Decoy effect

The decoy effect is a phenomenon whereby consumers will tend to have a change in preference between two options when presented with a third option that is less desirable. Therefore, by presenting customers with additional choices, marketers can guide customers toward the option they want them to take.

UPC, a Swiss internet provider, added a third option to its choice of internet packages. Once the decoy “Happy home 50,” with 50 Mbit per second for $.99- per month was introduced, the more expensive of two other initial options looked much more interesting.

So, is this good or bad?

As with any other marketing tool, there is a fine line between using behavioral economics to improve customer’s experience and using it to manipulate consumers.

Indeed, the way marketers use cognitive biases does not always lead to added value for the customer. One example how not to apply behavioral economics comes from Uber. The car-sharing company has been using behavioral economics to influence its drivers’ behavior, inducing them to work longer hours, sometimes at hours or locations that were less lucrative for them.

To help marketers and policymakers remain on an ethical path, Thaler has identified these principles that should guide marketers or policymakers when applying cognitive biases: transparence, which says that nudges should never be misleading; ease to opt out, where the customer should be able to easily opt out of an option; and benefit, where the measure should aim at improving the welfare of those being nudged.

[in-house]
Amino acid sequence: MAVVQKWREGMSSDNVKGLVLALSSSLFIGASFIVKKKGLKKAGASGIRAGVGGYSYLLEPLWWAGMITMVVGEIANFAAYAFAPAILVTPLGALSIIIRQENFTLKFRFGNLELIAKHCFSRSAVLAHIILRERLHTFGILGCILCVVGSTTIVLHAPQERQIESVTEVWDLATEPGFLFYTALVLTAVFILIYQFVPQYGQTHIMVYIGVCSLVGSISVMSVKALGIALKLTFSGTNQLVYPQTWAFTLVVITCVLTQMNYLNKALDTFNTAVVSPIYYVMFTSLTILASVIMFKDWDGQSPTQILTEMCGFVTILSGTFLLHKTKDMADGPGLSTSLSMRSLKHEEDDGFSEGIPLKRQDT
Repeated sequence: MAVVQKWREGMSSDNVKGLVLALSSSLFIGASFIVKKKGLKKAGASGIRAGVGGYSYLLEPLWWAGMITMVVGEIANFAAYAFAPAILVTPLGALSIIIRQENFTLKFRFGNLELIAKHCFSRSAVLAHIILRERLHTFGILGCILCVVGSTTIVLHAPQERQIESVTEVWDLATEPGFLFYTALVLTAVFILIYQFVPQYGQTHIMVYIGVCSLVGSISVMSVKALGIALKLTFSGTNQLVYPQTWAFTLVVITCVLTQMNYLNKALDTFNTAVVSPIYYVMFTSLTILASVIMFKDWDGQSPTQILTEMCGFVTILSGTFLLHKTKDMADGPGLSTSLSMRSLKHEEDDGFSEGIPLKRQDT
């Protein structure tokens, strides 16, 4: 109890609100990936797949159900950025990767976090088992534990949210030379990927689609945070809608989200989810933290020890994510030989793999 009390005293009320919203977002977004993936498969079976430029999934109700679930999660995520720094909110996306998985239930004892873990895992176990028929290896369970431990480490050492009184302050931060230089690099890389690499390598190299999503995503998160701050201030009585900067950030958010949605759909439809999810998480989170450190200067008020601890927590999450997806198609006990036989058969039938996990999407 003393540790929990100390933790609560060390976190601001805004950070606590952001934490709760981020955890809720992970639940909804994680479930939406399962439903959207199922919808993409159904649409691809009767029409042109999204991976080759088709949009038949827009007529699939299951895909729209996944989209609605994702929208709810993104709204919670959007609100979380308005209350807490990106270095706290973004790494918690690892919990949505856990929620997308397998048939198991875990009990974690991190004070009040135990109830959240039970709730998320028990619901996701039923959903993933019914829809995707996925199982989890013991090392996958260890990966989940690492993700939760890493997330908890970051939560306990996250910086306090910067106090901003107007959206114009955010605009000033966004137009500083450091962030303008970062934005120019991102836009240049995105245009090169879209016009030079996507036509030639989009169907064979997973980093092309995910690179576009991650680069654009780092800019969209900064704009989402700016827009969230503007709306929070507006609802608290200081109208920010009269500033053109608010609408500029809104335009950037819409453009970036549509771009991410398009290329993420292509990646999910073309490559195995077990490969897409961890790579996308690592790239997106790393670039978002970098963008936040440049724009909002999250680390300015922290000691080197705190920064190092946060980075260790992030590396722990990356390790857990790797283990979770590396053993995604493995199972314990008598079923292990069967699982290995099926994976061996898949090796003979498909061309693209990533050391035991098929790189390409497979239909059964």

If marketers follow these principles, there is a great opportunity to apply behavioral economics in online retail to create real win-win situations and better customer experiences.

https://www.adweek.com/digital/using-behavioral-economics-in-digital-marketing-to-entice-consumers/
HUMANS ARE STILL EVOLVING! Our communities blog is at https://openmind693.wordpress.com

Offline knarf

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New psychology research suggests that the so-called “dark triad” of psychopathy, narcissism and Machiavellianism are three independent personality traits. The findings indicate the dark triad traits are not just different manifestations of the same underlying lack of empathy.

The study has been published in the journal Frontiers in Psychiatry.

“Aggressive and violent behaviour has serious impact on individuals and society as a whole. I want to understand what drives or underpins aggressive or antisocial tendencies in individuals with maladaptive personality traits,” said Nadja Heym, a senior lecturer at Nottingham Trent University and corresponding author of the study.

“Initially my PhD and then subsequent research looked at the associations of psychopathy with different forms of empathy, direct aggression and antisocial behaviour. Examining these associations in the context of the dark triad and more indirect (manipulative) forms of aggression is simply an extension to this research.”